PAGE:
Marshall was born in Baltimore, Maryland, on July 2, 1908, to Norma Arica and William Canfield Marshall. Marshall’s mother was a kindergarten teacher and his father was an amateur writer who worked as a dining-car waiter on a railroad, later becoming a chief steward at a ritzy club. When Marshall’s father had a day off, he would occasionally take his sons to court so they could watch the legal procedure and arguments presented. Afterwards, the three would debate legal issues and current events together. Marshall’s father would challenge his sons on the points they made, constantly encouraging them to prove their case.
Growing up in Baltimore, Marshall experienced the racial discrimination that shaped his passion for civil rights early on. The city had a death rate for African-Americans that was twice that of Caucasians, and due to school segregation, Marshall was forced to go to an all-black grade school. Once, he was unable to use the bathroom because all public restrooms were reserved for whites.
He was often mischievous and sent out of class to read the Constitution for misbehavior. When Marshall graduated high school in 1925, he knew the Constitution backwards and forwards. Marshall was accepted to Lincoln University in Oxford, Pennsylvania, from where his brother had just graduated. It was known as the black counterpart to Princeton, and one of his classmates was the famous writer Langston Hughes.
After being denied by his first choice, the University of Maryland Law School, due to the color of his skin, Marshall decided to go to Howard University. He and his wife moved in with his parents, and his mother sold her wedding ring to help pay for his law school. There he learned about civil rights law and began to think of the Constitution as a living document. His mentors introduced him to the world of the NAACP, often bringing him to attend meetings and watch lawyers discuss key issues. One of the mentors who made the biggest impression upon Marshall was Charles Houston, who taught him to defeat racial discrimination through the use of existing laws. Marshall graduated as valedictorian of his class in 1933 and moved back to Baltimore.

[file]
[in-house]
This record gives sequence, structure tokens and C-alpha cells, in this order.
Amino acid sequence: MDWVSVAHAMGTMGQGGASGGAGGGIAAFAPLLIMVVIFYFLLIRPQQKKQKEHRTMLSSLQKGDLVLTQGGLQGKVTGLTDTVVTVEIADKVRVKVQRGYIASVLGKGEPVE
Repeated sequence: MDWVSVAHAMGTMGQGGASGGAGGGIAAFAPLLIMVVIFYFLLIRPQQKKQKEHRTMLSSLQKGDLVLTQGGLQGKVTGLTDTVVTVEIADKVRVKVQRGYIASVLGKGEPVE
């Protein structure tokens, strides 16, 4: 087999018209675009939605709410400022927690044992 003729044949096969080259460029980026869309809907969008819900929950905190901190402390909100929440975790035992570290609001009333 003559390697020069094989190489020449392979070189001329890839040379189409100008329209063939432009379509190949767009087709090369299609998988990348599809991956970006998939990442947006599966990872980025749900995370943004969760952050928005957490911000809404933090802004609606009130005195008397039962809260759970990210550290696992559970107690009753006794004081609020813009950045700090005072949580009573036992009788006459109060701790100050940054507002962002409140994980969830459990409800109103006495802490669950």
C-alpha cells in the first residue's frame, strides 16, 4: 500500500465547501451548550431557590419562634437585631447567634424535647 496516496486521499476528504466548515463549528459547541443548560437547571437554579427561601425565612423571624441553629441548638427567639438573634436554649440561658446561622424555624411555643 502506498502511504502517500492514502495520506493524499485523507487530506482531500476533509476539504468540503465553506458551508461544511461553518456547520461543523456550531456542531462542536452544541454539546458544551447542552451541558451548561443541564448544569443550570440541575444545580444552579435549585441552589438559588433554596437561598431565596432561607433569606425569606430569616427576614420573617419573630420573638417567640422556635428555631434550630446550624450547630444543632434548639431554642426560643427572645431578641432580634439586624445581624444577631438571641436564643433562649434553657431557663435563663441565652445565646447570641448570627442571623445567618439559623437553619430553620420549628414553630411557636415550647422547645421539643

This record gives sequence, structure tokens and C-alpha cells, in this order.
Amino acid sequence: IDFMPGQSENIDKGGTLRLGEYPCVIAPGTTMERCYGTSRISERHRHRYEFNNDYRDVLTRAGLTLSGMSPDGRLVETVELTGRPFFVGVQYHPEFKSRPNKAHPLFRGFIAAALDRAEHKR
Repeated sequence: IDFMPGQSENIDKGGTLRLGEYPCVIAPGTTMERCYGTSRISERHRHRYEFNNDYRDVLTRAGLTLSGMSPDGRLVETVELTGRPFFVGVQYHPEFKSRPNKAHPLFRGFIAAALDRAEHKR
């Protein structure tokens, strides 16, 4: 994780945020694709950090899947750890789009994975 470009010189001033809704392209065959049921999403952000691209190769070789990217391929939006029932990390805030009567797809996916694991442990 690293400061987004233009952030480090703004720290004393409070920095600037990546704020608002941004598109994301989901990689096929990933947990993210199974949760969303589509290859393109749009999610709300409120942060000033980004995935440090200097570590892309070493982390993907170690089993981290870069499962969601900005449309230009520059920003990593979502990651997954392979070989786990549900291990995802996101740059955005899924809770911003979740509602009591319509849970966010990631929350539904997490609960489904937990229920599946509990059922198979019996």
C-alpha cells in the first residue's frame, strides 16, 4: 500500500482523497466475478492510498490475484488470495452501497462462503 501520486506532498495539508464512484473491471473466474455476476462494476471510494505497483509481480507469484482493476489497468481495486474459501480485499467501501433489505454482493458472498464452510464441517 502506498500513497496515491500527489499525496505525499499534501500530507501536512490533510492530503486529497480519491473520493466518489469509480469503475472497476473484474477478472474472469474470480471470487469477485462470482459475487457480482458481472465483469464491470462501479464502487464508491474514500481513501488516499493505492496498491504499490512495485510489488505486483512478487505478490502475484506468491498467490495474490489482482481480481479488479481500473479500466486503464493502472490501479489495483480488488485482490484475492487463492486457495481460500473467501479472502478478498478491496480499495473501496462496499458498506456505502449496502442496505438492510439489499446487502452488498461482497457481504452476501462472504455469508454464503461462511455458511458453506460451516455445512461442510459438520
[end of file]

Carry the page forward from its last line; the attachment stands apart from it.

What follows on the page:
He began to develop his style as he took cases dealing with police brutality, evictions and harsh landlords. Marshall was respectful but forceful in presenting his case. As his name began to gain notice, he earned big clients such as labor organizations, building associations, and corporations. Marshall started to volunteer with the NAACP and eventually became one of their attorneys, joining his mentor Houston to argue cases together. He won his first case arguing that the University of Maryland Law School should allow an African-American admission. In 1935, Houston got Marshall appointed as Assistant Special Counsel for New York in the organization. From then on, the two began planning on how to have the Supreme Court overrule the separate but equal doctrine. Marshall took over as Special Counsel in 1938, he traveled to dangerous areas in the South in order to investigate lynching, the denial of voting rights, jury service, and fair trials to African-Americans. The face of the NAACP had soon become that of Marshall’s. He won his first Supreme Court case dealing with forced confession and in 1952 argued Brown v. Board of Education. In 1961, President Kennedy appointed Marshall as federal judge to the Second Circuit Court of Appeals in New York City. Marshall spent four years on the court, and none of his opinions were reversed on appeal to the Supreme Court. In 1965, President Johnson called upon Marshall to be the country’s next Solicitor General. Marshall was sworn into office, but only spent two years in the position. In 1967, the President appointed him as the first African-American to be an Associate Justice on the U.S. Supreme Court.